2022 will be a comeback year for many industries, including ours. With the pent-up demand for travel, and more people re-evaluating their work life balance, we predict there will be a re-emergence of travel advisors, or people looking to have more control over their destiny, and a home-based franchise will be the ultimate choice. In addition, our product—travel—plays into the desire of achieving a better lifestyle and creating memories for not only the consumer but individuals who see they can combine their love of travel with a strong business opportunity. The only factor that could affect sales or growth for us, are the restrictions or changes that happen due to the pandemic, which is beyond our control. Our travel sales have increased over 35% from this same time in 2019, so we are optimistic that the worst is behind us and that cruising and travel in general will be back stronger than ever, and we will more than pick up where we left off.

– Michelle Fee, Founder and CEO, Cruise Planners

15. Creativity and flexibility in attracting talent

Last year, my prediction was that brands would re-imagine the infrastructure of people and teams. Many businesses have taken the opportunity to operate virtually or some hybrid therein which has allowed them to fill positions with talent and expertise and those who have a stronger fit within their culture. We also saw some pretty big moves in franchising with our younger rising stars who made noise on social media during the pandemic. A strong social media presence gave them a chance to shine and become known in our industry. I think this trend continues through the next year! People will be the star of the show and bringing the right people on the team will be a priority, no matter how creative a brand has to get.

– Liane Caruso, SVP, Entrepreneur

16. Continued candidate caution

Making predictions is hard enough during what used to be called “Normal Times”, making them during a long lasting pandemic that has had major economic impacts on the whole world is even more of a challenge. Here at Wild Birds Unlimited, Inc., we were fortunate to experience record breaking top and bottom line results in our individual stores. Anxiety about supply chain, labor shortages, and potential limitations on access to capital created a moderate prediction for our 2021 franchise development activity, but our prediction was inaccurate. We had an amazing year and exceeded all of our franchise development goals in 2021.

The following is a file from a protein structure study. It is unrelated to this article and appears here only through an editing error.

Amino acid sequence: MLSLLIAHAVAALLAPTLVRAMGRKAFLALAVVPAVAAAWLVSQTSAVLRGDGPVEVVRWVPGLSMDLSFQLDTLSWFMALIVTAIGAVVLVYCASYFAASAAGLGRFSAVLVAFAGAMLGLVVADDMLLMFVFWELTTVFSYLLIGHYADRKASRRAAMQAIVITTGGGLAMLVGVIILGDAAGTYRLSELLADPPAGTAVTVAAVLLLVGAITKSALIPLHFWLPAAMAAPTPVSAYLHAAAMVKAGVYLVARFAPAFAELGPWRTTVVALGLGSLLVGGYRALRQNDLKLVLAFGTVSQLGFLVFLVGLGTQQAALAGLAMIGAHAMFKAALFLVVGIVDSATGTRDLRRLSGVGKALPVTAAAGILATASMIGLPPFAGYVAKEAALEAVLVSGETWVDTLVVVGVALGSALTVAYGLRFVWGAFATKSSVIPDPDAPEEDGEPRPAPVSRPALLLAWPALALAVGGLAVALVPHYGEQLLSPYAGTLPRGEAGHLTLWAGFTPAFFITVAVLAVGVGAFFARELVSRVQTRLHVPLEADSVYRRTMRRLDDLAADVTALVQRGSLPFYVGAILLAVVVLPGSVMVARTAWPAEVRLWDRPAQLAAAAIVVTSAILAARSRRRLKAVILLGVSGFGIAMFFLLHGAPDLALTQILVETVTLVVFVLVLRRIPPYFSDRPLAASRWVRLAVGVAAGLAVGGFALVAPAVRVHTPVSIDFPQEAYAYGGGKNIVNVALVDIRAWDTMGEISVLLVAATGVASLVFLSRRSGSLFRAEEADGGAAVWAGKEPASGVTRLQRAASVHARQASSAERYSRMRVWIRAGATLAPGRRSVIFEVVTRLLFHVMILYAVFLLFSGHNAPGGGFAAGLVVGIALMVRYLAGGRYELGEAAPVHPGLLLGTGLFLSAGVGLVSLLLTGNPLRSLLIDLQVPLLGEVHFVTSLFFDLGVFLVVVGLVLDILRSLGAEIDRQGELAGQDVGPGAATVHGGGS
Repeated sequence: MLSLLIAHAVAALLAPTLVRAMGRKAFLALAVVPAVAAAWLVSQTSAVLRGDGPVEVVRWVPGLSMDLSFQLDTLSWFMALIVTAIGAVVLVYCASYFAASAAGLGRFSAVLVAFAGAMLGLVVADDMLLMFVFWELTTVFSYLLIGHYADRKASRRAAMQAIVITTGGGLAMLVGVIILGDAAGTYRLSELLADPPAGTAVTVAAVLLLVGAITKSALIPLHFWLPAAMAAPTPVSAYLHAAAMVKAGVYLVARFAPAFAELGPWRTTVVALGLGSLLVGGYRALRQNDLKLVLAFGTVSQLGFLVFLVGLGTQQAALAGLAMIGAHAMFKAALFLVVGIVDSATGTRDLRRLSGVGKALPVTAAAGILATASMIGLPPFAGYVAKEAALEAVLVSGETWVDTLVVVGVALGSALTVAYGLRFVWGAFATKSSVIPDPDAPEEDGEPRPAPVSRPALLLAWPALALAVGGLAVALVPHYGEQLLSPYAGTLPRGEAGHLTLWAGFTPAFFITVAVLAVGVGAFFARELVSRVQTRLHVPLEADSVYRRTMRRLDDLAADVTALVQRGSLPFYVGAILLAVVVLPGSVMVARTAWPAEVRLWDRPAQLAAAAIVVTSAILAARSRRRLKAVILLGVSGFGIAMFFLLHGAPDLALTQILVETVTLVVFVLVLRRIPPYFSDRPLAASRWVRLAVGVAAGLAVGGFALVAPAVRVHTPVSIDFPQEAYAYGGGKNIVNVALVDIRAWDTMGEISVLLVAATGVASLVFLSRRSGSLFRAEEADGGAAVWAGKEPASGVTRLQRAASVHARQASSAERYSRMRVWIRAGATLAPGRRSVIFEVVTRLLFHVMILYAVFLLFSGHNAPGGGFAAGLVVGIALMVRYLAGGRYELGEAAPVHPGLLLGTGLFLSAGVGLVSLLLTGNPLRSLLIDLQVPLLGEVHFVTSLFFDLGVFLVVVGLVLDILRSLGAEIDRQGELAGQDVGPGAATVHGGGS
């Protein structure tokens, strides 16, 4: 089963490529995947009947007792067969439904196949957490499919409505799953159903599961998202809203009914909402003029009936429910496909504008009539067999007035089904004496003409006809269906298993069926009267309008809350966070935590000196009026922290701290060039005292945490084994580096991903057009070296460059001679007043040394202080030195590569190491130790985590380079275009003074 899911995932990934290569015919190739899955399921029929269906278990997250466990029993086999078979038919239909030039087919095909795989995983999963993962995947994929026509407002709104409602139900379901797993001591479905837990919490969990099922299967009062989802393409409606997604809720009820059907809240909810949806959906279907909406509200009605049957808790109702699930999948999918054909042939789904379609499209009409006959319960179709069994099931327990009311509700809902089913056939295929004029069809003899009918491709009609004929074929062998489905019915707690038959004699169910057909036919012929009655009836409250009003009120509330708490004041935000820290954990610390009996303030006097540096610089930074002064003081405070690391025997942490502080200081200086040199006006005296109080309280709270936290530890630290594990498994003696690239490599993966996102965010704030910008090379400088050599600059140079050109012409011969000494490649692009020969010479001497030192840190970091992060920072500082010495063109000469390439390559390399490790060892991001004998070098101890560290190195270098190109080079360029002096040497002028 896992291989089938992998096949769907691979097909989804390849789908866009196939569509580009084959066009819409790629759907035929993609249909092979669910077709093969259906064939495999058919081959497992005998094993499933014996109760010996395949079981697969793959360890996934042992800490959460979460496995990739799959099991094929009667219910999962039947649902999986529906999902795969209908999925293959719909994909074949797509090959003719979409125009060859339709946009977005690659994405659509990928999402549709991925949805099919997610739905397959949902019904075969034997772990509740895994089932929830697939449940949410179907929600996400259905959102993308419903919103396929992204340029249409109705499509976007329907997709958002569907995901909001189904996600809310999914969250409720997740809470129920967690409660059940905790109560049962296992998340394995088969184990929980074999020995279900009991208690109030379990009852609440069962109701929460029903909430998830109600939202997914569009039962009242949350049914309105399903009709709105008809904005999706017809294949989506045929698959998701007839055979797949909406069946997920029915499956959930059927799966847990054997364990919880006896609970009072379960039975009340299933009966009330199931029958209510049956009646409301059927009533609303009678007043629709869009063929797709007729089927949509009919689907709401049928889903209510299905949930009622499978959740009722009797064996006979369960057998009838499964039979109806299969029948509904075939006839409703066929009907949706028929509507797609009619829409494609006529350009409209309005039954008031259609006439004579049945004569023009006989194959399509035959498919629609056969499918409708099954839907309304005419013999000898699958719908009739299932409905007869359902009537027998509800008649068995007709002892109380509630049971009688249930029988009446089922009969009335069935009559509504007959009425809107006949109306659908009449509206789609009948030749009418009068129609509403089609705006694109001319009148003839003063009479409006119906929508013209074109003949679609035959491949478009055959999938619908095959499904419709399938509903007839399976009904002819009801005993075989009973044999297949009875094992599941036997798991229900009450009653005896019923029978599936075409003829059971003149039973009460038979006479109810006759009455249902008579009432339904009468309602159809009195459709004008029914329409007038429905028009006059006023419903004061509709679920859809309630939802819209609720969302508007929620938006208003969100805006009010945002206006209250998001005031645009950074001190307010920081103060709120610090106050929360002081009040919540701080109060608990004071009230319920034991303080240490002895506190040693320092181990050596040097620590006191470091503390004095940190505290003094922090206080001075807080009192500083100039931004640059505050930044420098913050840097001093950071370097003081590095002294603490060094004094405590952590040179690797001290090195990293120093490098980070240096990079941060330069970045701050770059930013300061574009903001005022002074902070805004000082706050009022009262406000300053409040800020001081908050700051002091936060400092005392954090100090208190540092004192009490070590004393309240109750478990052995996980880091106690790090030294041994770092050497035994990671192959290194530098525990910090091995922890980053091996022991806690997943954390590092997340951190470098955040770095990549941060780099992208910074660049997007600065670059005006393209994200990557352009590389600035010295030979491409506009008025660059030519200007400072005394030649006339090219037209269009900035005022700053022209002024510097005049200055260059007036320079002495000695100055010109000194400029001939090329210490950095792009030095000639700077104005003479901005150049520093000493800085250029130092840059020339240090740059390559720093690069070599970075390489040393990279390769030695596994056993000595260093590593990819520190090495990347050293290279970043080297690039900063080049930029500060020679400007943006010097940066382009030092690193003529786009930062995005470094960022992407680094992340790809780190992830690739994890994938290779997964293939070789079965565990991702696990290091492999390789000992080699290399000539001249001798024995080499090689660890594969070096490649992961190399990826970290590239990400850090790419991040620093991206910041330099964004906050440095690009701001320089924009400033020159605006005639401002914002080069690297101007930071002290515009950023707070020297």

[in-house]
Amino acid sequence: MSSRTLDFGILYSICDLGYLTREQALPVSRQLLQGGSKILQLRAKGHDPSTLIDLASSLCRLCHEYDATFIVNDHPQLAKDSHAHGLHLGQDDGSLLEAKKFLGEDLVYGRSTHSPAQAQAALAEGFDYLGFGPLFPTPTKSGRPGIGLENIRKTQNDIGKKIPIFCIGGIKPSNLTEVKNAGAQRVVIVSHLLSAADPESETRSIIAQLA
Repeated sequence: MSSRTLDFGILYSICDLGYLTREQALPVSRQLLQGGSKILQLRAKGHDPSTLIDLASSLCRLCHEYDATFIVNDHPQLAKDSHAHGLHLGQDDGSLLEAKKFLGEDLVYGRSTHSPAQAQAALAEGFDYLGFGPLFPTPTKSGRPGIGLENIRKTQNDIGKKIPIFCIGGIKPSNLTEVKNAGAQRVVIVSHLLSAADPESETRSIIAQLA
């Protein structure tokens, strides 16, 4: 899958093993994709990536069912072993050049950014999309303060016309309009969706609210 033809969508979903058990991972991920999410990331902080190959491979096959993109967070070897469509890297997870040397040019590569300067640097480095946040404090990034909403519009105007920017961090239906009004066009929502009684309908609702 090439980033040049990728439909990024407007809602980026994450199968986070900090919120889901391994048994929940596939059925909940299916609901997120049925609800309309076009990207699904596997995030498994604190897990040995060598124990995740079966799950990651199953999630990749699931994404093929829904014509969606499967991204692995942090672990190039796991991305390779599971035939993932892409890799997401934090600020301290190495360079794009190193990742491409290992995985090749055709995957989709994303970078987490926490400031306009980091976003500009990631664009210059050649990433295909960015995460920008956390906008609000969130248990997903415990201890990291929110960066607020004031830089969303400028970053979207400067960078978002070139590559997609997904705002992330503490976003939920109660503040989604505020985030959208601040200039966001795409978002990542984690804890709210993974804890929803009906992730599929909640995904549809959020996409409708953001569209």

That being said, 2022 may be a very different year. We predict that the ongoing pandemic will result in candidate caution, access to capital is expected to be an issue and labor shortages, especially in the retail sector, continue to be issues that we are dealing with in our conversations with qualified candidates. Lead flow continues to be a bit of an issue for us and for many of my peers at other brands and the time frame to consummate a signed Franchise Agreement is growing a bit longer. We are still bullish but know that making predictions will be a challenge again this year. This is a great time to review all marketing efforts and collateral and to ensure that we are bringing in the best new franchisees possible and to stick to our focus on quality versus quantity.

– Paul Pickett, Chief Development Officer, Wild Birds Unlimited

17. Go slow to go fast

2021 delivered a recovery wrapped in uncertainty. Many industries are benefiting from pent-up demand after lockdown, while being challenged with supply chain issues that will continue well into 2022. Winning brands will take more time to gather and leverage data to build confidence in their initiatives. Customer research, pilots and benchmarking will be even more important to transparently demonstrate the ROI of brand programs and investments with franchisees. This added diligence will pay off with faster adoption and better results.

– Jayson Pearl, President, ServiceScore

18. Tech instead of people

The pandemic has led to an increase in the technology people use to automate processes, and may even lead to technology replacing roles. People are getting more comfortable with technology because they have had to, from Zoom to QR codes. This may lead to lower labor costs for franchisees, with less hands-on work required in some situations.

– Angela Cote, CEO, AC Inc.

 


Related Resource

Franchise Hiring GuideFranchise Hiring Guide

If employee recruitment and retention are a concern for your franchise organization, download our free guide and you’ll learn:

  • Top 5 franchise employment trends
  • Salary benchmarks for corporate franchise roles
  • Most common benefits offered to franchise employees

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About the Author: Ali Forman

As the Marketing Director, Ali’s role is to educate franchise companies about and inspire them to participate in FBR’s research in order to grow and improve their brands. Ali lives in Maine with her husband and two sons.